The McGillicuddy Book of Personal Records

The McGillicuddy Book of Personal Records

Book - 2010
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Nominated - Silver Birch Fiction Award, 2012

This is an extraordinary story about a 13-year-old boy named Lee who loves setting personal and odd records. He's obsessed by them in fact - from tracing the annual public marathon with his dog Santiago to bouncing a basketball in the school playground for 12 hours straight with no one around - but he's not interested in going public with them.

Along the way Lee collects famous quotes from all manner of famous people whose lives and words have encouraged him - and provided inspiration during trying times. In addition he sees himself as the director of the definitive movie about his life, focusing on the light and dark moments he experiences as he seeks a raison d'etre for his life.

Above all, he seeks to escape being ordinary, and when he's confronted with the greatest challenge of his young life - saving his pesky friend from certain death - his strength of character and purpose demonstrate that he is anything but ordinary.

Publisher: Markham, ON : Red Deer Press, c2010.
ISBN: 9780889954342
Branch Call Number: J FIC Sydor
Characteristics: 221 p. : ill.


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Jul 13, 2012

I haven't read this book, but i know it's great. it's wonderful. everyone should have a book of personal records, whoever they are. maybe your personal record is 100 beers. great! maybe your personal record is going to work every day for ten f****** years. Wow! that's a record to be proud of.
so, whoever you are, whether mcgillicuddy or mcgilligan, mactavish or mactovarisch, keep track of your personal records.

Apr 18, 2012

Lee never gave up on his personal records. He was gonna be in the world record book!

Apr 16, 2012

My friend read the first chapter of the book, and then she just couldn't read anymore. But once you read the first few chapters, you really do get addicted. My #1 favourite part was at the end when... I don't want to give it away... when someone saves someone.

Do you ever wonder what would happen after the story ends? (Does Lee pull a team of reindeer to the north pole or something like that?)

Apr 16, 2012

its a good book

Apr 12, 2012

This was a very funny book. I really enjoyed it.

Apr 11, 2012

This book sounds great! I cannot wait to read this novel! Lee sounds like an amazing character, and very competitive.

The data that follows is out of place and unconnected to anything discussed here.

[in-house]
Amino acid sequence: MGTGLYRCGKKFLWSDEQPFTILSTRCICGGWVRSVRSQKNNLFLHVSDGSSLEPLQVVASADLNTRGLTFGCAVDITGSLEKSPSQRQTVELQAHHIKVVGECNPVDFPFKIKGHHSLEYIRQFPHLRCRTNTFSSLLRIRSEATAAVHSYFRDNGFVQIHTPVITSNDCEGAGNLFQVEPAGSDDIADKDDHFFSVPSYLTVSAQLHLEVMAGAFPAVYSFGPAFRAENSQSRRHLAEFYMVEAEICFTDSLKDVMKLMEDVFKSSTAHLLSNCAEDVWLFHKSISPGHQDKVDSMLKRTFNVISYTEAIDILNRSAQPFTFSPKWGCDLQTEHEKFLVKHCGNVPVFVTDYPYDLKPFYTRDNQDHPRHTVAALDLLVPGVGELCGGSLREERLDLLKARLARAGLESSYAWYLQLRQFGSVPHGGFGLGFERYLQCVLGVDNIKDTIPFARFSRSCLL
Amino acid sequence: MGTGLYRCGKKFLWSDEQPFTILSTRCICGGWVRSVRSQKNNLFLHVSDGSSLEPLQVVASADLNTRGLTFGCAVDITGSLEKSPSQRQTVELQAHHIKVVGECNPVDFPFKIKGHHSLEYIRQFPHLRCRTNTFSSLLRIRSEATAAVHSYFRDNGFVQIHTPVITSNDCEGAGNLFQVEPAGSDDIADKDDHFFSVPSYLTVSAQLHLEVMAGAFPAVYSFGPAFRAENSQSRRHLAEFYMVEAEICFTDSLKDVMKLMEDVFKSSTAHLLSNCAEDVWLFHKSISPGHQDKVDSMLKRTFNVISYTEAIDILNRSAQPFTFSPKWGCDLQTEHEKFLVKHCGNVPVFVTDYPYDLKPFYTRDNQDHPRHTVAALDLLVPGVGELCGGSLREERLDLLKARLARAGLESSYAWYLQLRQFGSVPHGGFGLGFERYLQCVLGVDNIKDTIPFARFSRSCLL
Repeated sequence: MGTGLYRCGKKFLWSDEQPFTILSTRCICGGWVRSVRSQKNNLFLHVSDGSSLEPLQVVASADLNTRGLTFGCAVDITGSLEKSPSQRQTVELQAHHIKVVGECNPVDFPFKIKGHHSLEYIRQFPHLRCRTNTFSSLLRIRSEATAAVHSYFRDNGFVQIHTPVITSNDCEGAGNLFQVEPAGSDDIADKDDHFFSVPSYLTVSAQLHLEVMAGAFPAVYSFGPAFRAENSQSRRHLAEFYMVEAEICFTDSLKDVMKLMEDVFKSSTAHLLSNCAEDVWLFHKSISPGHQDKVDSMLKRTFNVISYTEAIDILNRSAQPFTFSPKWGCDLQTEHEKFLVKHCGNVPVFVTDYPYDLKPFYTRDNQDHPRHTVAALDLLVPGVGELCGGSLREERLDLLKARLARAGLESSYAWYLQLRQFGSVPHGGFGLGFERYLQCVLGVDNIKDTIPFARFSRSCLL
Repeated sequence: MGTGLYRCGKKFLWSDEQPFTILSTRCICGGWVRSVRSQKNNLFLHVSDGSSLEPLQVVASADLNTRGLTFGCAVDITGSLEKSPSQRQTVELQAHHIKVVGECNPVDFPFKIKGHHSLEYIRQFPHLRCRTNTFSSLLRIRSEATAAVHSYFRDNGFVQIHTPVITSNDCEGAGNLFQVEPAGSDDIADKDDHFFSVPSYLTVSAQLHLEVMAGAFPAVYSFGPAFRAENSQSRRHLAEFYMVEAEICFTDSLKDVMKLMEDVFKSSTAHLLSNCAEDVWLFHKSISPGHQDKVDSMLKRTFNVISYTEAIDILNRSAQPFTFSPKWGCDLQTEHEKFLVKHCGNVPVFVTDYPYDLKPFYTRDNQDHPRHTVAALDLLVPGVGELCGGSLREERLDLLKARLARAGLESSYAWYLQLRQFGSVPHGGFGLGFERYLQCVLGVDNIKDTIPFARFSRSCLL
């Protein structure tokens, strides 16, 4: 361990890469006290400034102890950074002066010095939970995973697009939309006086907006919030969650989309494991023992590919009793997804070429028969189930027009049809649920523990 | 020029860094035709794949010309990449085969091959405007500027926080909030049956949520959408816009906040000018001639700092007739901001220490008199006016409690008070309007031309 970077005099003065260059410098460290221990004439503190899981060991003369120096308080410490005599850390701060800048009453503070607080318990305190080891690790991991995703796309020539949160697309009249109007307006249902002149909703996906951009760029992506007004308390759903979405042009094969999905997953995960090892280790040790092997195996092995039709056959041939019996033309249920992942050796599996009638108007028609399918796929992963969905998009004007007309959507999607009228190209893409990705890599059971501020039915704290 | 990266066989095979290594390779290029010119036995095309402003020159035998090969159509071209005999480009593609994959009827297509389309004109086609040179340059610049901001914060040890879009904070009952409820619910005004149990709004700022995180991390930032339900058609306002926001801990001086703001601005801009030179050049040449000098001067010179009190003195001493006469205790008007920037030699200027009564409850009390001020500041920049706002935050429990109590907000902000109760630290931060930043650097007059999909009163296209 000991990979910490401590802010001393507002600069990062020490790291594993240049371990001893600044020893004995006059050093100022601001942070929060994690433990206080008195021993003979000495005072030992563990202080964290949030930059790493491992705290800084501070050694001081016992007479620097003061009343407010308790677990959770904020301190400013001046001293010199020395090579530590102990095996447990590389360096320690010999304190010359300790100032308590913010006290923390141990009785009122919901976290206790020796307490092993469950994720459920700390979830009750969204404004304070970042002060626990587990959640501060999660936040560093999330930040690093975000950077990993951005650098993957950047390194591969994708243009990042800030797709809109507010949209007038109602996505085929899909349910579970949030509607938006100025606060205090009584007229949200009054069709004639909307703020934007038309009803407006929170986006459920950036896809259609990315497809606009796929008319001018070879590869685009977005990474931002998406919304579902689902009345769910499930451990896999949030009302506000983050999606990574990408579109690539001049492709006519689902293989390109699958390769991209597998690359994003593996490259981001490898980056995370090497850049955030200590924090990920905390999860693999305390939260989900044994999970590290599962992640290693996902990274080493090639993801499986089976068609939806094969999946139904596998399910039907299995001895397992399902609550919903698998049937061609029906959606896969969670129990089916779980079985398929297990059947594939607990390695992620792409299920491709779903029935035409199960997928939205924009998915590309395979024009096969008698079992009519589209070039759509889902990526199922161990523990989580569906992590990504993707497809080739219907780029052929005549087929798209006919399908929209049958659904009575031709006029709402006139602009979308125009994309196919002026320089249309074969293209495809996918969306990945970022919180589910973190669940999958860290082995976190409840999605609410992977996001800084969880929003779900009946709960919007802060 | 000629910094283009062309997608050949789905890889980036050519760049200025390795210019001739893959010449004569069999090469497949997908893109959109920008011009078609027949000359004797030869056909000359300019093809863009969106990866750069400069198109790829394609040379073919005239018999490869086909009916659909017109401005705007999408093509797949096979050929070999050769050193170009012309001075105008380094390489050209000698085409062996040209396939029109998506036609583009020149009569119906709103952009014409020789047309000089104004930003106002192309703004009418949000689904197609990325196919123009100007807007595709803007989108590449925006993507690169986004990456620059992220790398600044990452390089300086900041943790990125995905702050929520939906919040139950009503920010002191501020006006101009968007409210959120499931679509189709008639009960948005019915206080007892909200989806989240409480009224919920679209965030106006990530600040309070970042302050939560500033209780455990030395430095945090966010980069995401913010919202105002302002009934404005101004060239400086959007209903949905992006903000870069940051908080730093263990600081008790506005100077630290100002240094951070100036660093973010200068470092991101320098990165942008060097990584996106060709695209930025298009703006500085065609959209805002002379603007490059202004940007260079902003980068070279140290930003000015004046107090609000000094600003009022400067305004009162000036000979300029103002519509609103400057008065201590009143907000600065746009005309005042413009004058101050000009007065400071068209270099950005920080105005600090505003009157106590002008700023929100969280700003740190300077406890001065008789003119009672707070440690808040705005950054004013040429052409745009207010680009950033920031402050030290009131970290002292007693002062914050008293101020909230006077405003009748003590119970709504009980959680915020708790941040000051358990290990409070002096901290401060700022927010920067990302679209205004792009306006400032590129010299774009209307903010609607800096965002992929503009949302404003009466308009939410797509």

Mar 24, 2012

I understand that one of the messages of the book was that everybody has a place in the world and you can do so much and everybody's talented at something, but I think that the whole personal records thing just sets me off. I view it as sort of pointless. Maybe the authour could've led up to the main message with something different, and then it would've been better.

Mar 21, 2012


Mar 15, 2012

My connection is that Lee think his life is like a movie and I admit that when i was small i thought like Lee too i also made up these random things i used think in my head,i also thought about writing books or making a movie what my life is ad has been and it just reminds me of the past when I was a kid.

Mar 03, 2012

not done the book but i think the book is really funny.

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Jan 28, 2012

Is it a scary story?

Dec 09, 2011

it's not whether you get knocked down its wherther you get back up

-Vince Lombardi

(this is from the book)

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SPL_Childrens Oct 14, 2011

SPL_Childrens thinks this title is suitable for between the ages of 11 and 14


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SPL_Childrens Oct 14, 2011

Thirteen-year-old Lee McGillicuddy is all too aware of his many weaknesses and shortcomings. He isn’t good at basketball despite his height; he’s not a runner or a soccer player due to his asthma; he has no musical or artistic ability, and his marks at school are nothing to brag about. Lately, he’s becoming aware that he doesn’t know how to talk to girls either – instead, he gets completely tongue-tied.
However, Lee suspects that there’s something that sets everyone apart in some way – he just needs to discover what his special quality is! This is why Lee drives himself to set challenging records – his own personal records. Sometimes these challenges are a little goofy. Can he dribble a basketball for twelve straight hours? How many jumping jacks can he do at one time? How many famous sayings can he remember? Achieving these challenges is important to Lee.
On a bicycle ride with his best friend one afternoon, Lee’s friend has a sudden accident, and until help can arrive many hours later, Lee must meet a new personal challenge in endurance, determination and resourcefulness. Unfortunately, there’s nothing “goofy” about this challenge – it’s a life and death situation. It’s the most difficult effort that he has ever had to make. When it’s finally over, many hours later, and his friend is safe, Lee McGillicuddy knows that he has excelled at something in a most unlikely way.
Colleen Sydor’s sensitively-written novel is inspiring and at times, humorous, featuring a very likeable young man who is anything but ordinary. Set in Winnipeg, where the author lives, the story is told as a film, interspersed with set directions such as “Roll camera”, “Fade out” and “Zoom in”. It’s an effective technique, appealing to teens and allowing various points of view and scenes to occur simultaneously.


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